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Percutaneous Nephrolithotomy or Nephrolithotripsy

  • Cynthia M. Johnson, MA
Publication Type:


Percutaneous Nephrolithotomy or Nephrolithotripsy


Percutaneous nephrolithotomy or nephrolithotripsy removes stones from the kidney through a small cut in the skin.

Nephrolithotomy is the removal of an intact stone.

Nephrolithotripsy is the removal of a stone that had been broken apart with other treatments, such as high frequency sound waves.

Kidney Stone.

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Reasons for Procedure

Some kidney stones can cause injury to the urinary tract or block the flow of urine. That can lead to kidney damage and serious illness. Percutaneous nephrolithotomy and nephrolithotripsy can help to remove the stone and lower the risk of damage. It may be chosen when:

  • Other methods are not possible or were not able to break up the kidney stones
  • Kidney stones are large or have an odd shape
  • An infection is present

Possible Complications

Problems are rare, but all procedures have some risk. The doctor will go over some problems that could happen, such as:

  • Excess bleeding
  • Problems from anesthesia, such as wheezing and sore throat
  • Infection
  • Blood clots
  • Blockage of the tube (ureter) that carries urine from the kidney to the bladder
  • Injury to nearby structures
  • Remaining stone fragments
  • Kidney stones return

Things that may raise the risk of problems are:

  • Smoking
  • Drinking excess alcohol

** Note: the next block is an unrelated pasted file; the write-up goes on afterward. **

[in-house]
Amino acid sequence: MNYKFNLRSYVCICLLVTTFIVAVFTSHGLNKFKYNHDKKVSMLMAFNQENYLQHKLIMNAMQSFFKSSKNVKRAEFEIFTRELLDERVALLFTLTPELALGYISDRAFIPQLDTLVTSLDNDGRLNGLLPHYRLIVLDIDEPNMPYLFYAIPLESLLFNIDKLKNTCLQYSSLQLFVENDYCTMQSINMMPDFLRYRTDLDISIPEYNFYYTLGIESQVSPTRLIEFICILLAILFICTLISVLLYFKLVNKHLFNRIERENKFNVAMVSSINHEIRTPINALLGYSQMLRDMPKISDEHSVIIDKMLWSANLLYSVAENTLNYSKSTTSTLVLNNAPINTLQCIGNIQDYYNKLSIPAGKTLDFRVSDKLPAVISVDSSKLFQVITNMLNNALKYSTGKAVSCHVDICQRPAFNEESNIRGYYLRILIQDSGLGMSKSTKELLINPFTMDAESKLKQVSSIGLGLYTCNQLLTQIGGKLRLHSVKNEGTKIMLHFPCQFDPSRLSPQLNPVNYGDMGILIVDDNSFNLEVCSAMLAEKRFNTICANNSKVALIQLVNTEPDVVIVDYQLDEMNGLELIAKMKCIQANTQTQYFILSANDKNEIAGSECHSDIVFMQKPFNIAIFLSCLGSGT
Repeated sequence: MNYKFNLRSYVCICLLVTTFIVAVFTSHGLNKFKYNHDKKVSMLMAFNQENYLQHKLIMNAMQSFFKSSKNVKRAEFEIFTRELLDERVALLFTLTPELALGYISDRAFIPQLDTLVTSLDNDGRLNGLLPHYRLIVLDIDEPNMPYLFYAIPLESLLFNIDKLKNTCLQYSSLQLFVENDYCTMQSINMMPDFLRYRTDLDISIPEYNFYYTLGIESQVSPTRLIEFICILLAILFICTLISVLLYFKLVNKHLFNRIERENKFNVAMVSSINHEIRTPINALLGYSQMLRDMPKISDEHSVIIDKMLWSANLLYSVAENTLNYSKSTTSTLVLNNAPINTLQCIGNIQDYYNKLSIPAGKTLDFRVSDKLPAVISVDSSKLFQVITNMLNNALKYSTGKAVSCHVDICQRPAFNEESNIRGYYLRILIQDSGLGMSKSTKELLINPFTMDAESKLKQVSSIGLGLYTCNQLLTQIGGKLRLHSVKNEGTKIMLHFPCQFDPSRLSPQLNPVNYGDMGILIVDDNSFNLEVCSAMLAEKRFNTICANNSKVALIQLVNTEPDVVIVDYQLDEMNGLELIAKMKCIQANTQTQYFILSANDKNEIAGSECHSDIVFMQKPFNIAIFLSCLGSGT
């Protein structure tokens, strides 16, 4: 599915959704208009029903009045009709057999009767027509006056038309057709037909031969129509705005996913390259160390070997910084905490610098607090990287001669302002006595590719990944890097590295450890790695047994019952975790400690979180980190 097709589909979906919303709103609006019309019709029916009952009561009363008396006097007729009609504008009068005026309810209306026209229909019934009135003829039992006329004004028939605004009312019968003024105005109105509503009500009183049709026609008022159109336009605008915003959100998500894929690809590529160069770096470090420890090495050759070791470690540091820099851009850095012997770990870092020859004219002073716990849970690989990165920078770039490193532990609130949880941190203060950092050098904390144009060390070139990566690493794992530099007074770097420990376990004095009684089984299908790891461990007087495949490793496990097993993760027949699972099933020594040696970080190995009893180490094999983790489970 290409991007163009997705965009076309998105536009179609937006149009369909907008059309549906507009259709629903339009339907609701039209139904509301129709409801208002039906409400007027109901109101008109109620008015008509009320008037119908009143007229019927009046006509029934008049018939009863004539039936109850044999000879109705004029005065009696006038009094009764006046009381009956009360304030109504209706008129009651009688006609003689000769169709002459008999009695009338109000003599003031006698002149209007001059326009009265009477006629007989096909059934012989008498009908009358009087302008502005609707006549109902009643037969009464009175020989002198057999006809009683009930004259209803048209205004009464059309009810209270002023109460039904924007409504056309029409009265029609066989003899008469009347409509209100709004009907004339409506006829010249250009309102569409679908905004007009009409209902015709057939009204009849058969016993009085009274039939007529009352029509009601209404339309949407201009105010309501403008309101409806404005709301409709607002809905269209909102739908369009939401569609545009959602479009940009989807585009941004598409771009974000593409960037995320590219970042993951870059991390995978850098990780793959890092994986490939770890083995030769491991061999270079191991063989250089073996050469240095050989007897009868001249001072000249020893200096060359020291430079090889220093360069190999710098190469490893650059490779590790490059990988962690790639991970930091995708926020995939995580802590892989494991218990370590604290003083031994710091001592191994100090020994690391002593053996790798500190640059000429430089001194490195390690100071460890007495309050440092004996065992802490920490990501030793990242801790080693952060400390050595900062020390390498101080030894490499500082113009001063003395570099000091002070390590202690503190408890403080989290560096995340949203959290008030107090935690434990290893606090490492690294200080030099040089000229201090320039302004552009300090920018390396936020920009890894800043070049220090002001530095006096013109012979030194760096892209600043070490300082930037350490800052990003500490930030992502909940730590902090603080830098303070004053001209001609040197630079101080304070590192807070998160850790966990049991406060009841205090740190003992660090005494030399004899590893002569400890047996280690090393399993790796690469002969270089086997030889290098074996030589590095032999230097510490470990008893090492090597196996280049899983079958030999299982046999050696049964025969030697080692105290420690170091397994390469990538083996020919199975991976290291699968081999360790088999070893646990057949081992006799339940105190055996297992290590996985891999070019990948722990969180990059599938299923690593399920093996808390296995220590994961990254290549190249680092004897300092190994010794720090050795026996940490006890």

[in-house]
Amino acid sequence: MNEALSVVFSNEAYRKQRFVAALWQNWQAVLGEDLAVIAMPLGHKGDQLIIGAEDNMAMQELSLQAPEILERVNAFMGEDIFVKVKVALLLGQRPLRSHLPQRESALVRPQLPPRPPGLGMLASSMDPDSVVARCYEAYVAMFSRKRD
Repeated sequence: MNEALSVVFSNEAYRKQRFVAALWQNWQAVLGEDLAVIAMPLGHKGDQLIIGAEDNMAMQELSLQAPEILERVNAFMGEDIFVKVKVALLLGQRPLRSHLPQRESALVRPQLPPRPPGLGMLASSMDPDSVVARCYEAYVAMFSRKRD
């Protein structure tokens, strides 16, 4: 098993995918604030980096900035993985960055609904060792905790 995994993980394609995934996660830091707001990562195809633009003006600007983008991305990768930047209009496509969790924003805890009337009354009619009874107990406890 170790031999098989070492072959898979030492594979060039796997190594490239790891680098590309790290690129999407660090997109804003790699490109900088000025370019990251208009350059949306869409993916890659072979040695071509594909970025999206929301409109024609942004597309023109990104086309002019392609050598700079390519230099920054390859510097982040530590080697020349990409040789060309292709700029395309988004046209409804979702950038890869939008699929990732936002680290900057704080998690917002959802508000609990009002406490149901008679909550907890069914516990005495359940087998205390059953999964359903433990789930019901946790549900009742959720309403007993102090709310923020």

• Chronic diseases, such as diabetes or obesity

What to Expect

Problems to Look Out For

Call the doctor if you are not getting better or you have:

  • Signs of infection, such as fever and chills
  • Redness, swelling, excess bleeding, or discharge from the wound
  • Pain that you cannot control with medicine
  • Problems passing urine
  • Bloody urine that lasts longer than you or your doctor expect
  • New or worsening symptoms

If you think you have an emergency, call for medical help right away.

Prior to Procedure

The surgical team may meet with you to talk about:

  • Anesthesia options
  • Any allergies you may have
  • Current medicines, herbs, and supplements that you take and whether you need to stop taking them before surgery
  • Fasting before surgery, such as avoiding food or drink after midnight the night before
  • Planning for a ride to and from surgery




  • Kidney stones. Urology Care Foundation website. Available at: https://www.urologyhealth.org/urology-a-z/k/kidney-stones.
  • Nephrolithiasis. EBSCO DynaMed website. Available at: https://www.dynamed.com/condition/nephrolithiasis-in-adults-24.
  • Percutaneous nephrolithotomy (PCNL). University of Florida Department of Urology website. Available at: https://urology.ufl.edu/patient-care/stone-disease/procedures/percutaneous-nephrolithotomy-pcnl.
  • Percutaneous nephrolithotomy/nephrolithotripsy. National Kidney Foundation website. Available at: https://www.kidney.org/atoz/content/kidneystones_PNN.


  • Mark S. Itzkowitz, MD, JD
Last Updated:

This content is reviewed regularly and is updated when new and relevant evidence is made available. This information is neither intended nor implied to be a substitute for professional medical advice. Always seek the advice of your physician or other qualified health provider prior to starting any new treatment or with questions regarding a medical condition.